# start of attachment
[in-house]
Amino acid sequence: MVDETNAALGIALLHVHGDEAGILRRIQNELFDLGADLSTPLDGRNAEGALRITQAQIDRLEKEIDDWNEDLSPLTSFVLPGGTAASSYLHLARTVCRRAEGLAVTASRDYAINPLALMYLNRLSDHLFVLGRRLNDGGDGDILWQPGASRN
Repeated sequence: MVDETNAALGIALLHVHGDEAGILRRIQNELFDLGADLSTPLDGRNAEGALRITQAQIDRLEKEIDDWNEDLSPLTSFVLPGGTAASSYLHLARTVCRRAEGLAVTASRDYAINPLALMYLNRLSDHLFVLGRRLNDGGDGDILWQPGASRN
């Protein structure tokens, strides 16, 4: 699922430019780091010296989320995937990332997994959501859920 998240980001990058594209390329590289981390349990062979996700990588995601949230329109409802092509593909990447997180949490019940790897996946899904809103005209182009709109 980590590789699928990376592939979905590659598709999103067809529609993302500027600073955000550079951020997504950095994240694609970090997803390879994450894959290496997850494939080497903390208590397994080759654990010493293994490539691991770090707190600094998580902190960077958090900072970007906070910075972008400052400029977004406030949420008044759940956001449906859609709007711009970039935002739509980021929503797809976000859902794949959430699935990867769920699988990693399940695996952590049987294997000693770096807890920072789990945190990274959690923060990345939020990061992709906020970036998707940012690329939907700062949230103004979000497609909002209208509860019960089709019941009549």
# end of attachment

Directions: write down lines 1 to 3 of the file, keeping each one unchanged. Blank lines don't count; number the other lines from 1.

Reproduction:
[in-house]
Amino acid sequence: MVDETNAALGIALLHVHGDEAGILRRIQNELFDLGADLSTPLDGRNAEGALRITQAQIDRLEKEIDDWNEDLSPLTSFVLPGGTAASSYLHLARTVCRRAEGLAVTASRDYAINPLALMYLNRLSDHLFVLGRRLNDGGDGDILWQPGASRN
Repeated sequence: MVDETNAALGIALLHVHGDEAGILRRIQNELFDLGADLSTPLDGRNAEGALRITQAQIDRLEKEIDDWNEDLSPLTSFVLPGGTAASSYLHLARTVCRRAEGLAVTASRDYAINPLALMYLNRLSDHLFVLGRRLNDGGDGDILWQPGASRN